Book Review

Becoming by Michelle Obama

A Book Review


Susan Graham

I bought Becoming, Michelle Obama’s memoir because I had always liked her public persona and thought I would like her personal one. I was wrong. You really won’t like my review if you really want to love Michelle Obama no matter what. All I’m asking is that you read the entire book with an open mind before you criticize my critique.

First, let me get this out of the way. I am involved with advocacy for multiracial children. Barack Obama, Michelle’s husband, of course, is multiracial although he publicly self-identifies as black. Fair enough, but Michelle refers to him as a “hybrid” (page 98). I find that highly offensive. Hybrid is a term is usually used to refer to the offspring of animals or plants of different breeds. It is not normally used for humans, especially children. Shame on Michelle. He has referred to himself as a “mutt,” which is just as bad. Becoming, make no mistake, is about race. More about that later. Let’s stay on Barack Obama for a moment. He is the son of a black man and a white mother. He can say he’s black all he wants, it’s his choice, but if he or his children ever need a bone marrow donor, they will look to the multiracial community, no doubt about that. Michelle also writes that it’s “hard to pin down his ethnicity” on page 117. Huh? I think it’s pretty simple: his black father is from Kenya and his white mother is from Kansas.

This is a book filled with racial-speak on every page of the over 400-page book. Mrs. Obama assigns everyone a race based on her observations. Only once does Michelle Obama dare to breathe a word for a white woman with “mixed-race” grandchildren (page 244) and even then she can’t write “biracial” or “multiracial.” What’s wrong with this picture? I’ll tell you. Michelle doesn’t even entertain the thought of people not being multiracial. She clearly holds on to the old one-drop rule that one-drop of “black blood” makes you black. Biracial or multiracial people, especially children, don’t exist.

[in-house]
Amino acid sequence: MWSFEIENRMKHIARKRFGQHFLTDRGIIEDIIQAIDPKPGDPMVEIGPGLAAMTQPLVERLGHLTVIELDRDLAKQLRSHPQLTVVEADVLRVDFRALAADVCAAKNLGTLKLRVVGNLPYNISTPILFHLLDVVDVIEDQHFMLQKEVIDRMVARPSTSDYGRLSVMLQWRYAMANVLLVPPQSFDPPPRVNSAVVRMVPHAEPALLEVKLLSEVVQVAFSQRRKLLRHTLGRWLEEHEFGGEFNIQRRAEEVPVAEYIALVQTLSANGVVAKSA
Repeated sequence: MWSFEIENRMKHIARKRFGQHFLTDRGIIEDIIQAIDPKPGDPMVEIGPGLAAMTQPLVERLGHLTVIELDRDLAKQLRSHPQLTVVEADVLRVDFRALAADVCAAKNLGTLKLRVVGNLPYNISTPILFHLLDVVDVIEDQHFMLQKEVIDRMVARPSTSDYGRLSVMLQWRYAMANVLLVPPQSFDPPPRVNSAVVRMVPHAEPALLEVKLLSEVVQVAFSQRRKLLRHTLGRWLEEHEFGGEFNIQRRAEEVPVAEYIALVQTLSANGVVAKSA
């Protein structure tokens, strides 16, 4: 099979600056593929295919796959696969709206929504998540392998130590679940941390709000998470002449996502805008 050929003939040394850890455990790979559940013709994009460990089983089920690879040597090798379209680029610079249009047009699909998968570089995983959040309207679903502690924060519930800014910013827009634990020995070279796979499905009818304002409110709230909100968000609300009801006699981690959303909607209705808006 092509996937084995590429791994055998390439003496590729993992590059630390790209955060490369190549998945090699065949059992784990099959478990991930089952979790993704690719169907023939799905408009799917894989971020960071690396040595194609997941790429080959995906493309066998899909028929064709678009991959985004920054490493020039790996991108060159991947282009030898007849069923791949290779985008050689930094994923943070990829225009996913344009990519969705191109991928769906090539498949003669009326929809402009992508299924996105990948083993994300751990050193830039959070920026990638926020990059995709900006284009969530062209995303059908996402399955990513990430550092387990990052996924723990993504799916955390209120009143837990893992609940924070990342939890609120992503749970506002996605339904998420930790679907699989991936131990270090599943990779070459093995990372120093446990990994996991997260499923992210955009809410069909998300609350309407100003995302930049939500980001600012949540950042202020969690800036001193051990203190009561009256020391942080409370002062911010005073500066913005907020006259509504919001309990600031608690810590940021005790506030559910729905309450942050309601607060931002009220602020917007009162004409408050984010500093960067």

Every single reference in Becoming is about race. She makes certain to let us know that there are servants in the White House who are “African American” or “black.” It’s obvious that self-identification doesn’t count—its Michelle Obama identification. If someone is white, she uses euphemisms: blond, brunette, “sipping wine with wealthy women”: suburban, etc. Why does everyone in Michelle Obama’s world have to have a color introduction? Can’t we just be people? No, not in her world. Isn’t it the high road to treat everyone the same? How can we one day do away with racial categories if people like her keep pigeonholing everyone?

Michelle Obama grew up on the South Side of Chicago and sets out to prove that made a difference in her life—growing up middle-class black in what could be called a ghetto by some; she even refers to it that way. But let me tell you, she only proves that you can take the South Side out of the girl. An example of this is the $3,900 pair of thigh-high, gold sparkly boots she wore on the last night of her book campaign. She flaunted the pricey Balenciaga boots, which matched her Balenciaga dress. I’d say she’s come very far from the South Side.